We’ve said it before, we’ll say it again: old doesn’t necessarily mean good in whiskey (or in people for that matter, sorry boomers). However, there are some whiskeys that age quite gracefully, and the new Lock Stock & Barrel 21-Year Straight Rye is a case study for this.
Of course, you’re going to pay a premium for this whiskey, but hopefully you’ll be able to find it for somewhere around suggested retail price of $499. This expression is the fifth of the Lock Stock & Barrel series from The Cooper Spirits Co., founded by the late Robert Cooper who introduced bartender favorite St-Germain elderflower liqueur to the world. The previous iterations of Lock Stock & Barrel have consisted of rye whiskeys aged for 13, 16, 18 and 20 years, making this the oldest of the series. In fact, you’ll be hard-pressed to find a rye whiskey aged for this long on the market, although WhistlePig does have one that comes close.
Speaking of which, the whiskey could really be called “whisky” since it’s sourced from Canada, or “cold weather matured” as the brand puts it. The distillery is undisclosed, but Alberta Distillers is a likely suspect, as it is for WhistlePig and many other brands that release Canadian rye. And that’s why this whiskey tastes good even with over two decades of maturation—aging in the cooler climate up north means less interaction between whiskey and wood. A 21-year-old Kentucky or Indiana rye might be good, but the odds are not in its favor. The technical details of this whiskey are that it was distilled in copper pot stills from a mash bill of 100 percent rye in 1999, aged in new charred oak barrels and bottled at 111 proof. You get that heat on the palate, and of course there’s a bit of tannic smoky oak, but it’s not a punch in the face. Notes of citrus, pepper, fruit and some vanilla balance it out, making this a very nice sipper.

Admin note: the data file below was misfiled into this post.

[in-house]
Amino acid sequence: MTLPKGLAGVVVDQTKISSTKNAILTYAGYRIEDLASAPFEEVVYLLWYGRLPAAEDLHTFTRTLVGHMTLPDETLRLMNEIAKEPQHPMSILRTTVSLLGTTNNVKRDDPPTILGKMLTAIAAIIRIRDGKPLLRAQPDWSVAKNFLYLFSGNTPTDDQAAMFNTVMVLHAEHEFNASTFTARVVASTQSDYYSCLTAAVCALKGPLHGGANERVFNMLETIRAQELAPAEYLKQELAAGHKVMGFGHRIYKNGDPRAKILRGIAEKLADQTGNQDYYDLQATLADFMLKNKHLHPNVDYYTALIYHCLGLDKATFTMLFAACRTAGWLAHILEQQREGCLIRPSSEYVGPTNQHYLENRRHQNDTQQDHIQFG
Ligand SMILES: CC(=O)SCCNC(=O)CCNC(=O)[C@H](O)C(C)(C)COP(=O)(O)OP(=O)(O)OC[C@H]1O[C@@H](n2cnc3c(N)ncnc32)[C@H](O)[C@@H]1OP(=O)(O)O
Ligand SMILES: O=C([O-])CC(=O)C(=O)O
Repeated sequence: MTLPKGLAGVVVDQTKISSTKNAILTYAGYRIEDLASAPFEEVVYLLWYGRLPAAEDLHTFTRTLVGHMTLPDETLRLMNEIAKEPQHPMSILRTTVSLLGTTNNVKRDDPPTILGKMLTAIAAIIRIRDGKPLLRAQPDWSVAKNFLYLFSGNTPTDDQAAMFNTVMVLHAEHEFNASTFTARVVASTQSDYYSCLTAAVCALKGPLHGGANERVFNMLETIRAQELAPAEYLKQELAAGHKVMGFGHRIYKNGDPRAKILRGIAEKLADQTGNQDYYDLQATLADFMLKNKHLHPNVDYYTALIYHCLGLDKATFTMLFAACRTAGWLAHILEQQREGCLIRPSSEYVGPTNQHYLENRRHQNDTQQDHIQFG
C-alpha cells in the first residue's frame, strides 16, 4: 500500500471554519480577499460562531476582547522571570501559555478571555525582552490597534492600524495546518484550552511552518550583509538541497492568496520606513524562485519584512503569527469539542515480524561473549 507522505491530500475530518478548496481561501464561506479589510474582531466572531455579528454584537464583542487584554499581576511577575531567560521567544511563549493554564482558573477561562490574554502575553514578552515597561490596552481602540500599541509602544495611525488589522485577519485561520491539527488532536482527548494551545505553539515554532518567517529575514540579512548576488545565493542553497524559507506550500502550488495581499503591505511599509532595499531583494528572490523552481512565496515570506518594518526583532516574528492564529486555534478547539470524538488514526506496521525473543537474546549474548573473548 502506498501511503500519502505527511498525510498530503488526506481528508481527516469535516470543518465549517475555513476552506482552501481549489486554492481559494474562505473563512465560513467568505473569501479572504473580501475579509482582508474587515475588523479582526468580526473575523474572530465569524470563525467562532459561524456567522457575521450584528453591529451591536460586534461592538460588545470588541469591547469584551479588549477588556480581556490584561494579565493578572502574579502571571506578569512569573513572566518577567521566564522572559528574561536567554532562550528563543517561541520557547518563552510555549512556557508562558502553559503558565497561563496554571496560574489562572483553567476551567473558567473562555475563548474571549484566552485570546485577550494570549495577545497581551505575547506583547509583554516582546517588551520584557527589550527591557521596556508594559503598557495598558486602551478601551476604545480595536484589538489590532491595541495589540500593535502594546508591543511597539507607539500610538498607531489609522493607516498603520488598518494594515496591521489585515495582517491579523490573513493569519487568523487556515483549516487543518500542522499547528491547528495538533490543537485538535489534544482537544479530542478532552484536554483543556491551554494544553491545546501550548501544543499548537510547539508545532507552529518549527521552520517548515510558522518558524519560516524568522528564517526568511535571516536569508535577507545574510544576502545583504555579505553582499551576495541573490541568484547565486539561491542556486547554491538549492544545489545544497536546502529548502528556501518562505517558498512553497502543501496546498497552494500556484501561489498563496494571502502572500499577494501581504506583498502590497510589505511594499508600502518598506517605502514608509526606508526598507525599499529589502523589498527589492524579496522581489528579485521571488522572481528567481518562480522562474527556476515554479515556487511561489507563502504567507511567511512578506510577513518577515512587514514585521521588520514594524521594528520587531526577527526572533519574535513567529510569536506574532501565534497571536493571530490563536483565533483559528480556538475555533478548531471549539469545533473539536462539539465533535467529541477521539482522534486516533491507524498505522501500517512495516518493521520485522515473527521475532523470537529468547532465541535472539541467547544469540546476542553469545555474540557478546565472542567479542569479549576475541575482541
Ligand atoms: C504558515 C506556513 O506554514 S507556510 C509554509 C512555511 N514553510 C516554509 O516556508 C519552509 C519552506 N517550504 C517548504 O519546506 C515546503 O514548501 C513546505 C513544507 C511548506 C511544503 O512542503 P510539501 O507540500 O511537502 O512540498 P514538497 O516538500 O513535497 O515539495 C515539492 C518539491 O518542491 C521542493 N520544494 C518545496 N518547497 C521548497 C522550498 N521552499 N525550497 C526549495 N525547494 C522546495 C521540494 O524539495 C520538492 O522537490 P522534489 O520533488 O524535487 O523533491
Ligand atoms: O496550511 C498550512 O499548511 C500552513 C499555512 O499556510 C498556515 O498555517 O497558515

The packaging of this whiskey is fetching, as it should be when you’re dropping at least half a grand. The bottle is black, like the other Lock Stock & Barrel expressions, and comes in a wooden box charred in the Japanese Shou Sugi Ban process, a technique used to preserve wood. About 1,200 cases have been released, so this shouldn’t be as hard to find as some other limited-edition releases so you can try for yourself to see how this rye whiskey stands up to over two decades in a barrel.